Eventually, the caller asked me about a person on her upcoming weeklong backpack trip who had dislocated his artificial hip on a recent hike but got it back in the socket himself.  Luck.  She told him he couldn’t go; he was very upset with her.  I agreed with her decision.  He has no business hiking until given the green light by an orthopedist.  Maybe nothing will happen.  Those four words are often said before a cascade of bad things concatenate in the Cascades.  Things go wrong on backpacking trips.  We plan for many emergencies.  Hip dislocations are rare, but once somebody has dislocated one, he is at high risk for a second; it doesn’t make sense taking him.

Sometimes, one just has to say no, no to going backpacking with a hip that may cause trouble and no to “training hikes,” where others are inconvenienced.   Most of these “no’s” can be stated quietly: “I’m sorry, but as leader, I can’t take the risk of your hip’s dislocating, which will disrupt the entire trip should you not be able to reduce it.  I am responsible, and in my judgment you should not go.”  “No, please don’t carry extra weight.  This is a difficult enough hike with a day pack.”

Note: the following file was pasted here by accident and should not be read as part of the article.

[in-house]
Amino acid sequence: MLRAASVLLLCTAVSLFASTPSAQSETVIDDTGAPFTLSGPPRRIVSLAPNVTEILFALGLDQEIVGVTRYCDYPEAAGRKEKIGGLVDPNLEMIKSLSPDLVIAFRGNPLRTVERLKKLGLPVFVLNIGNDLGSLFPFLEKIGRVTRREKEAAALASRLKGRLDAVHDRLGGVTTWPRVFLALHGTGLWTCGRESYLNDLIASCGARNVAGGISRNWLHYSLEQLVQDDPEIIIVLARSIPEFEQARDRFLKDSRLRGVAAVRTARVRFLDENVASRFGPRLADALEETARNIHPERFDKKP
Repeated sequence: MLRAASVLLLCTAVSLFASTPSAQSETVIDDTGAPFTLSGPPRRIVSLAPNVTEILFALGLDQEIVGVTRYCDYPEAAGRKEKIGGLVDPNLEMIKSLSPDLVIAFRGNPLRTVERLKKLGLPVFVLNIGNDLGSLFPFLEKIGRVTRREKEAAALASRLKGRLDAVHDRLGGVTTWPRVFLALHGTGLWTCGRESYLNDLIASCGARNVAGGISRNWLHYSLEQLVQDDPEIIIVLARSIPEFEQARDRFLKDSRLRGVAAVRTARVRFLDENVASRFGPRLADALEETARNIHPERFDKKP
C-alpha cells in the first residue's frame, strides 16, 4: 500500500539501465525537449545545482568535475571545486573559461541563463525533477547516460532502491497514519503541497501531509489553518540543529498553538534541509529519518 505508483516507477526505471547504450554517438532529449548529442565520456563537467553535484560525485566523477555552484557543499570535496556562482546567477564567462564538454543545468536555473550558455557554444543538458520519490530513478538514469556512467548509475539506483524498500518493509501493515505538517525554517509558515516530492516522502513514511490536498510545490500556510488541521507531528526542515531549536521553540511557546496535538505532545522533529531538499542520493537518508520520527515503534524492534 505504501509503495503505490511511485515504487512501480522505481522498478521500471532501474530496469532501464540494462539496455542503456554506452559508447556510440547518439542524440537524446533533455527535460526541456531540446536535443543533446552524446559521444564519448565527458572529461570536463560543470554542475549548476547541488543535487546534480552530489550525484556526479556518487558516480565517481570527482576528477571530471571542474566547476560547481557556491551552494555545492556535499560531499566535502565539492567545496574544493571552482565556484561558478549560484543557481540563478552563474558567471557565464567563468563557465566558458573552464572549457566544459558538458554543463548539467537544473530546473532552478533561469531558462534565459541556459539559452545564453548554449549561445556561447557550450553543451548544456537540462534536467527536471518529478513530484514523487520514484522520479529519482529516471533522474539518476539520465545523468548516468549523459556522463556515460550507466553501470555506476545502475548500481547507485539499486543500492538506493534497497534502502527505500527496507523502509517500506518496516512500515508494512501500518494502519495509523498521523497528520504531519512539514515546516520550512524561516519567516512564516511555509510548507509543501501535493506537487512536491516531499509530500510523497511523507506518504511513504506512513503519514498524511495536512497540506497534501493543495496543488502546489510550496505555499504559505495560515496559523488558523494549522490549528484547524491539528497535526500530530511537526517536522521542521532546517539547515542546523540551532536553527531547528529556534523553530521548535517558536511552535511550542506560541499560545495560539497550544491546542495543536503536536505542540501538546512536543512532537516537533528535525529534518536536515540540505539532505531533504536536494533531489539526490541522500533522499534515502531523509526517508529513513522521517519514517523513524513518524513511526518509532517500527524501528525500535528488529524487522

No, I said on a November hike last year, we aren’t going to take a detour to see a place where nobody is exactly certain how to get to, because it’s going to snow later today, we will lose valuable time, and if we get into trouble, we are in the high country where early darkness and cold are life threatening concerns.

I wish I had been present to say “No” to a 15 year-old’s leader at the other end of Basswood River, when they decided the portage was too long and they would shoot the rapids.  Six hours later, most of which the leader was holding the 15 year-old’s head above water, because his ankle was wedged on an underwater rock, a helicopter, a Beaver float plane, and a lot of brave men put their lives at risk to rescue him.

I wish I could have said “No” to the 78 year-old who shot Upper Basswood Falls in high water shortly after ice out in 2013.  The river had changed, and he wasn’t wearing a PFD when they found his body well downstream.  His wife barely survived.

No, I told my wife on Lake One in a pouring rain, I do NOT want to camp after only two miles, but we ARE STOPPING ANYWAY to camp here, because we aren’t yet too wet, and we aren’t cold, but if we continue, we will be.  We stayed dry and safe that night.

I say a lot of “Yes” to life.  I say, yes, I am going to hike solo, because I want to see that country this year.  Yes, I said in 2005, I am going to solo into Kawnipi Lake because I know the route and have several backup choices if the winds are high on big water.  Yes, I am going to solo winter camp at 63, because I know the trail, and I just want to get into the woods.  My route and time of exit in all instances was known by my wife.  I don’t ever deviate from it.

Canada’s Kawnipi one last time and my snow camp on the Angleworm Trail, were smart, wonderful trips.